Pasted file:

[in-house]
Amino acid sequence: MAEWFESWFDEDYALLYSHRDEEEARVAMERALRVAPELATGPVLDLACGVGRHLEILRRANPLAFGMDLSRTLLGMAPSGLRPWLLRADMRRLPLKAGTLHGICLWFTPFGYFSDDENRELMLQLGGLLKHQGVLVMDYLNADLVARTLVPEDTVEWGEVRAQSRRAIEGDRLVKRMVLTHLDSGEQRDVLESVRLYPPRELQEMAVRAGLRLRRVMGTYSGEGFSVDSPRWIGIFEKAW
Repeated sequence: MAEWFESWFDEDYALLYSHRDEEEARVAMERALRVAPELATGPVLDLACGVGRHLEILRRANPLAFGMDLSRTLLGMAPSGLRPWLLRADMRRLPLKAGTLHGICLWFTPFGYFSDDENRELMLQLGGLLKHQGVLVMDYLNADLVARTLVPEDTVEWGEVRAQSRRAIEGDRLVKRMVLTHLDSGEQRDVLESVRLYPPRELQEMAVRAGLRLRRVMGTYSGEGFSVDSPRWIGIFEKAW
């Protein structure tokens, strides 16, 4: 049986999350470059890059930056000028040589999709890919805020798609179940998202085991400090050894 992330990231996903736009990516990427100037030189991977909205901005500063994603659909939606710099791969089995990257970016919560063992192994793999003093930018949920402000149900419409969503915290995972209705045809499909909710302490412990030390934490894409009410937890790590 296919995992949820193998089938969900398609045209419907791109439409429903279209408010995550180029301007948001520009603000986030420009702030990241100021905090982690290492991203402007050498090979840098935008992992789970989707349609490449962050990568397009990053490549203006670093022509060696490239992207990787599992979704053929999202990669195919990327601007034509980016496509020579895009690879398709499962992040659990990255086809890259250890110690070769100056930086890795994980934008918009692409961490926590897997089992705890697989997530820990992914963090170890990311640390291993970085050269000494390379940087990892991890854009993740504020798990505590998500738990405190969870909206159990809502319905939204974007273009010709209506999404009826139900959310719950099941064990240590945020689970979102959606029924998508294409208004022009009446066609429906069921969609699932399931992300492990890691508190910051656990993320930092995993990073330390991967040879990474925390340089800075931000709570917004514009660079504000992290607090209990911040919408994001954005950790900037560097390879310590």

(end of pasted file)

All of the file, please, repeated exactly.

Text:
[in-house]
Amino acid sequence: MAEWFESWFDEDYALLYSHRDEEEARVAMERALRVAPELATGPVLDLACGVGRHLEILRRANPLAFGMDLSRTLLGMAPSGLRPWLLRADMRRLPLKAGTLHGICLWFTPFGYFSDDENRELMLQLGGLLKHQGVLVMDYLNADLVARTLVPEDTVEWGEVRAQSRRAIEGDRLVKRMVLTHLDSGEQRDVLESVRLYPPRELQEMAVRAGLRLRRVMGTYSGEGFSVDSPRWIGIFEKAW
Repeated sequence: MAEWFESWFDEDYALLYSHRDEEEARVAMERALRVAPELATGPVLDLACGVGRHLEILRRANPLAFGMDLSRTLLGMAPSGLRPWLLRADMRRLPLKAGTLHGICLWFTPFGYFSDDENRELMLQLGGLLKHQGVLVMDYLNADLVARTLVPEDTVEWGEVRAQSRRAIEGDRLVKRMVLTHLDSGEQRDVLESVRLYPPRELQEMAVRAGLRLRRVMGTYSGEGFSVDSPRWIGIFEKAW
């Protein structure tokens, strides 16, 4: 049986999350470059890059930056000028040589999709890919805020798609179940998202085991400090050894 992330990231996903736009990516990427100037030189991977909205901005500063994603659909939606710099791969089995990257970016919560063992192994793999003093930018949920402000149900419409969503915290995972209705045809499909909710302490412990030390934490894409009410937890790590 296919995992949820193998089938969900398609045209419907791109439409429903279209408010995550180029301007948001520009603000986030420009702030990241100021905090982690290492991203402007050498090979840098935008992992789970989707349609490449962050990568397009990053490549203006670093022509060696490239992207990787599992979704053929999202990669195919990327601007034509980016496509020579895009690879398709499962992040659990990255086809890259250890110690070769100056930086890795994980934008918009692409961490926590897997089992705890697989997530820990992914963090170890990311640390291993970085050269000494390379940087990892991890854009993740504020798990505590998500738990405190969870909206159990809502319905939204974007273009010709209506999404009826139900959310719950099941064990240590945020689970979102959606029924998508294409208004022009009446066609429906069921969609699932399931992300492990890691508190910051656990993320930092995993990073330390991967040879990474925390340089800075931000709570917004514009660079504000992290607090209990911040919408994001954005950790900037560097390879310590």